Many New Jersey residents find themselves facing seemingly insurmountable debt, which might be due to unexpected medical expenses, mounting credit card bills or other factors. If you count yourself among those struggling to stay afloat, you may be wondering whether bankruptcy might help you get things back under control.
Per Rocket HQ, when you file for personal bankruptcy, you typically do so through either a Chapter 7 or a Chapter 13 format. There are many important distinctions between the two types, including who is eligible for each.
The basics of Chapter 7 bankruptcy
Many people who file for consumer bankruptcy do so through a Chapter 7 filing. However, you must have limited income and pass a bankruptcy means test in order to file for Chapter 7. This type of bankruptcy is a liquidation bankruptcy. This means you may, depending on the specifics of your situation, have to give up your home or other assets to pay off your unsecured debts. Once you file for Chapter 7, your credit report is going to show as much for up to 10 years.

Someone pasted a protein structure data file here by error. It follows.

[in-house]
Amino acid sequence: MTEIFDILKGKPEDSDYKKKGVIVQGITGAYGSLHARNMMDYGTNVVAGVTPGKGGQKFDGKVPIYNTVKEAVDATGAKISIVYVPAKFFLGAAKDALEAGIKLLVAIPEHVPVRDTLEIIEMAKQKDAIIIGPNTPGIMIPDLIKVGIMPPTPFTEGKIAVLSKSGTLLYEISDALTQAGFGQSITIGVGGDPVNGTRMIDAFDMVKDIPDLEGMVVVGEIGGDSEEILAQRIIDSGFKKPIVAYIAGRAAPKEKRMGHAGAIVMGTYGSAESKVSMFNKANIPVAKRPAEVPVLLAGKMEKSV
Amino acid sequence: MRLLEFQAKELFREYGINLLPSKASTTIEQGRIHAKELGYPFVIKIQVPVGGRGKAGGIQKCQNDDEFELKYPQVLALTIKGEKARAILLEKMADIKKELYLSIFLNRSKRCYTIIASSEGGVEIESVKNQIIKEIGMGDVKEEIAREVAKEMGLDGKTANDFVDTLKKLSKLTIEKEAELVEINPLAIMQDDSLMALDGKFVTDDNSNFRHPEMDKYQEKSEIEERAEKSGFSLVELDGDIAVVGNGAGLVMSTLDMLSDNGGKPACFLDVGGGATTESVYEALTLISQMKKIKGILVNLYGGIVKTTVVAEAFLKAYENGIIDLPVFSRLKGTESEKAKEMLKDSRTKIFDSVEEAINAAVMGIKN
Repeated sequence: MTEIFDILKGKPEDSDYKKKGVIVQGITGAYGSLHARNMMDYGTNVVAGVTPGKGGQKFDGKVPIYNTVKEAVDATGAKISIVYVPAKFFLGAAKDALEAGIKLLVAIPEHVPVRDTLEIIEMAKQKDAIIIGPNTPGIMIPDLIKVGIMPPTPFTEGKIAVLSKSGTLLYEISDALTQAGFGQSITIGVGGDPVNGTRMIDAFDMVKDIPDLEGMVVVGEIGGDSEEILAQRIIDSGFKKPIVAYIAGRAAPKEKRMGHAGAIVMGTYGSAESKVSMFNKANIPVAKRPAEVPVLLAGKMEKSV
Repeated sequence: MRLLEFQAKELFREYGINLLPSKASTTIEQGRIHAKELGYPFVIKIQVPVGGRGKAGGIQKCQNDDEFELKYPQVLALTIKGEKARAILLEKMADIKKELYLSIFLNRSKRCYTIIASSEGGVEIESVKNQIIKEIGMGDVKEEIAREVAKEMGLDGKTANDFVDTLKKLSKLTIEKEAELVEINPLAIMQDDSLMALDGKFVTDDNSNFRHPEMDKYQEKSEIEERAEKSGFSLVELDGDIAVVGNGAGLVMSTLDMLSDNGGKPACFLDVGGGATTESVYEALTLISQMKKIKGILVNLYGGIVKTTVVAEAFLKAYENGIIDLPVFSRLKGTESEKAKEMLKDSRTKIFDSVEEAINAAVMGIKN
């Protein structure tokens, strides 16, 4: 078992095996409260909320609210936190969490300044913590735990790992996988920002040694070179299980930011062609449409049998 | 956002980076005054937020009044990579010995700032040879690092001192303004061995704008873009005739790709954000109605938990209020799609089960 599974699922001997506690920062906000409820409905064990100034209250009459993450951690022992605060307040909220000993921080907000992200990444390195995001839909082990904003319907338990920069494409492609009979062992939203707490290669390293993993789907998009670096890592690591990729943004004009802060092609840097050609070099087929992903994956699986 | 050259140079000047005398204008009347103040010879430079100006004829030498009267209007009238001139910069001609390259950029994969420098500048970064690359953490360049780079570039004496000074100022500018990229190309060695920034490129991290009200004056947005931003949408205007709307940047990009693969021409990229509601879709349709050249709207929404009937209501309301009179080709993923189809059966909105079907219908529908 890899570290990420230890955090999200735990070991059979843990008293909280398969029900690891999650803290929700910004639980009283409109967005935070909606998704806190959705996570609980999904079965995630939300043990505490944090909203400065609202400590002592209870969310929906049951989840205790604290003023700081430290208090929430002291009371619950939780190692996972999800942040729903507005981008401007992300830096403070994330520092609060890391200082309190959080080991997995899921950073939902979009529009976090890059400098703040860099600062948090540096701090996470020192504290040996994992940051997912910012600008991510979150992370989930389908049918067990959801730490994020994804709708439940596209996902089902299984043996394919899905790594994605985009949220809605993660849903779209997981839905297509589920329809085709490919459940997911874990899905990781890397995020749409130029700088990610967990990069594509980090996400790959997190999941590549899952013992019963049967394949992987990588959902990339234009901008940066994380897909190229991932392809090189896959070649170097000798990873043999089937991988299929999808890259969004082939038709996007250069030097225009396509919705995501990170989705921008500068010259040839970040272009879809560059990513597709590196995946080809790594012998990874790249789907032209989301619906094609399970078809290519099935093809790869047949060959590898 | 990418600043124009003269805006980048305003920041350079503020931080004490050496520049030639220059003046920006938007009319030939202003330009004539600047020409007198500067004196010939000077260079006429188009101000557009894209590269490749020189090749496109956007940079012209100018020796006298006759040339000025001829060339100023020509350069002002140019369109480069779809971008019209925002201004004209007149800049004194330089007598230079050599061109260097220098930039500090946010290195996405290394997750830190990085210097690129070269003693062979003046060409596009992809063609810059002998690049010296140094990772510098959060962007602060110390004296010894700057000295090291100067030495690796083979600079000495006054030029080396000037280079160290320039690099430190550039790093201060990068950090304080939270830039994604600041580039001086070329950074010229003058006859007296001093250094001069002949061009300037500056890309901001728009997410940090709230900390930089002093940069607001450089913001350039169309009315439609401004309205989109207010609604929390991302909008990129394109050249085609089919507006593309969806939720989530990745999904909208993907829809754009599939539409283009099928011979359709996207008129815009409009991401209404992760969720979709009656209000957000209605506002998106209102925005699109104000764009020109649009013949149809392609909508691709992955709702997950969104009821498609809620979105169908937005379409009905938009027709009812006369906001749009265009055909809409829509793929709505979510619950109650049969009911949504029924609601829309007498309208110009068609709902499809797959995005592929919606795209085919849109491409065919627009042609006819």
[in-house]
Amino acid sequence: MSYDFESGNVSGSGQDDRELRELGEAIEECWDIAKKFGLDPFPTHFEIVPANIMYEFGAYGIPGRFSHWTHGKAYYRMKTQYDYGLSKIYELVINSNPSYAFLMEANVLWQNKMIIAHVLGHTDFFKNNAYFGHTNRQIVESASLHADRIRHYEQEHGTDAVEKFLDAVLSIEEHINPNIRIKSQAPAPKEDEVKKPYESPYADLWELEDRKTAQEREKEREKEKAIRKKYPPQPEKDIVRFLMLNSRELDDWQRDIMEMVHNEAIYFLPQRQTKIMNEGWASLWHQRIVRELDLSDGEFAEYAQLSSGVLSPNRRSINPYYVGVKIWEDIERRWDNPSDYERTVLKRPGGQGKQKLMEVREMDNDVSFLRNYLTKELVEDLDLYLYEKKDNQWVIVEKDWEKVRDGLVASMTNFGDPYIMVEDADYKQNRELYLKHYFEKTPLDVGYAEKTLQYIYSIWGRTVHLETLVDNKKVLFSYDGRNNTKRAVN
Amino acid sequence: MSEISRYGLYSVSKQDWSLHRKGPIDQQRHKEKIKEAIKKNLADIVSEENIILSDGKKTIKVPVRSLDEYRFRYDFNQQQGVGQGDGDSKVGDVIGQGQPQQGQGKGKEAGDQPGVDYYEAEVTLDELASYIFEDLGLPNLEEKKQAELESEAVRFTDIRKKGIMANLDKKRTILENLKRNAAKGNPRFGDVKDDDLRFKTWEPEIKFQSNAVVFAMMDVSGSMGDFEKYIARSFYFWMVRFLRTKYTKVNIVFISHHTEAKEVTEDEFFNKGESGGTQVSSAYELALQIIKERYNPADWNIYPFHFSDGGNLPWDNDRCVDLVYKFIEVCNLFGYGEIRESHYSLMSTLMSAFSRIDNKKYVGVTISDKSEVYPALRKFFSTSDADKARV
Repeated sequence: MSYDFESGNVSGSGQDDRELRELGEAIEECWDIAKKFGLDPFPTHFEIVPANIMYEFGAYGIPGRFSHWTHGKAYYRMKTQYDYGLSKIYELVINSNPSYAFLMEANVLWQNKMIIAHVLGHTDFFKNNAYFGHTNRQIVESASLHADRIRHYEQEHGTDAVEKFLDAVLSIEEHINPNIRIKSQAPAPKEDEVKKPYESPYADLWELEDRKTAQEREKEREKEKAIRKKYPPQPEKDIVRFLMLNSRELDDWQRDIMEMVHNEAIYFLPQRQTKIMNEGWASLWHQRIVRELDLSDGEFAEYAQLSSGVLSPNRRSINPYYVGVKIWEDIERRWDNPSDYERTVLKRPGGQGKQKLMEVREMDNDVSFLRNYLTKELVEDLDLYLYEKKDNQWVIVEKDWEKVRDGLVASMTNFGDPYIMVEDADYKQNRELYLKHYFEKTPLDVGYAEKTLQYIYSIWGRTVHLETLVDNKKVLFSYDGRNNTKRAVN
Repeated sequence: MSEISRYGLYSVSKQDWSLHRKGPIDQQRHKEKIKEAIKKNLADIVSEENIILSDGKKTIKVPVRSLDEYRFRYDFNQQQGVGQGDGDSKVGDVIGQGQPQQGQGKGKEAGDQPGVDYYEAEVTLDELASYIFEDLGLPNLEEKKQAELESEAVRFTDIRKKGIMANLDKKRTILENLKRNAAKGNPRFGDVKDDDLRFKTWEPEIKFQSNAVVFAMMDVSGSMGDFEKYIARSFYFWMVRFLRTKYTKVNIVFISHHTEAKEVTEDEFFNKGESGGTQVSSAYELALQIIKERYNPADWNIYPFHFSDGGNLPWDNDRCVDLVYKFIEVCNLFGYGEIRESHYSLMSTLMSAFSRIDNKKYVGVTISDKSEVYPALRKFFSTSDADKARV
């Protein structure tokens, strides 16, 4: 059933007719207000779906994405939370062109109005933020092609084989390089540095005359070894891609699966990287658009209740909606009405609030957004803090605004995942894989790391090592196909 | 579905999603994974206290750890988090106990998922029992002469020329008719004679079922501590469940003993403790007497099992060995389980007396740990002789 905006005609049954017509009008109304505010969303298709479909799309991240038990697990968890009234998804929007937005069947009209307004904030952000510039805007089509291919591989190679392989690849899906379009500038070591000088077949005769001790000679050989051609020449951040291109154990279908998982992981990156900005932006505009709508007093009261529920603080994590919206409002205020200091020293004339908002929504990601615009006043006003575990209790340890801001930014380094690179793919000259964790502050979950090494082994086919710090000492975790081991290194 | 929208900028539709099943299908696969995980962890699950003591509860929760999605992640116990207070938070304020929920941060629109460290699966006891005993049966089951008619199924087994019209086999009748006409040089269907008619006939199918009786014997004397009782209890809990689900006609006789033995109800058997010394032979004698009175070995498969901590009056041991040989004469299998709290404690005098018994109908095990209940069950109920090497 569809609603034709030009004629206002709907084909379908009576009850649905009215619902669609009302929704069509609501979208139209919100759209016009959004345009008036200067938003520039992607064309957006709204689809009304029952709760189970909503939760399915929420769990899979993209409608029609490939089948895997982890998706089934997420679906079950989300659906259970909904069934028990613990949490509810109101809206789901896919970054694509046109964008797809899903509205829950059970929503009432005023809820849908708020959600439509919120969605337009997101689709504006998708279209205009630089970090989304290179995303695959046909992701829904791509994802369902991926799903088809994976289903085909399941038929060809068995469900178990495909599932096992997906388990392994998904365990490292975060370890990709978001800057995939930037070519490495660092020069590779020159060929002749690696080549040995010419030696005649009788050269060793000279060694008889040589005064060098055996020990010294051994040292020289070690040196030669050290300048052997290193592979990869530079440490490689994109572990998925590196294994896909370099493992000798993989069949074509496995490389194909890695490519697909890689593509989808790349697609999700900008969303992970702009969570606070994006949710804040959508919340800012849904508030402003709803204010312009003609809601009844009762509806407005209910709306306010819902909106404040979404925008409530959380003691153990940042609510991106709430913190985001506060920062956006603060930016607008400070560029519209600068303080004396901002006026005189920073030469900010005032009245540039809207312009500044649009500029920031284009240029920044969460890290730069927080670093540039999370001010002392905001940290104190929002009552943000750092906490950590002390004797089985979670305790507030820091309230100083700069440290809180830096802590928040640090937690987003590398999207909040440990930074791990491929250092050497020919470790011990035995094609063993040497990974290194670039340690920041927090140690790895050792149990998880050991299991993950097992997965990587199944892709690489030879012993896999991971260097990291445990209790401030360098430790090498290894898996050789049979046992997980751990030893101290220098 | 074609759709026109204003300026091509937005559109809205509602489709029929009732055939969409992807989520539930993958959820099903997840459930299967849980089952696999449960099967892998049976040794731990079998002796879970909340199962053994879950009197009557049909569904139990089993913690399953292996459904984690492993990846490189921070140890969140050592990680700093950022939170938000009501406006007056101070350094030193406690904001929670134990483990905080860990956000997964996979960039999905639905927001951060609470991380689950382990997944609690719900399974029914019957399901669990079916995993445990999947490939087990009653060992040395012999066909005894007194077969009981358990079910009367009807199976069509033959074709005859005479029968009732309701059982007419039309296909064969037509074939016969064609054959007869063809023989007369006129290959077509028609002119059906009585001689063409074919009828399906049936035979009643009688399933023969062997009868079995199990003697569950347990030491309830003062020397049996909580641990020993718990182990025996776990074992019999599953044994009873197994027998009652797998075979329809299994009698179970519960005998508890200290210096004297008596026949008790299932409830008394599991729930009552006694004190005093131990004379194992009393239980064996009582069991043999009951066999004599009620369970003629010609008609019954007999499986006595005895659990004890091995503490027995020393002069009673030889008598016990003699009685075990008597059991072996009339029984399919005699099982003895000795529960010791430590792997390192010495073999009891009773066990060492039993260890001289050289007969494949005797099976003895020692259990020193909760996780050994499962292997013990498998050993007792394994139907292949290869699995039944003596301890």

The basics of Chapter 13 bankruptcy
You may want to consider Chapter 13 if you fail to qualify for Chapter 7 or do not want to put your home and other assets at risk. Should you file for Chapter 13, you must come up with a payback plan and keep up with the payments associated with it for between three and five years. At the conclusion of your payback period, your unsecured debts undergo discharge. This type of bankruptcy filing impacts your credit for up to seven years.
There are many variables involved in deciding whether to file bankruptcy. If you see no way to pay off debts within the next five years, bankruptcy may be a viable option.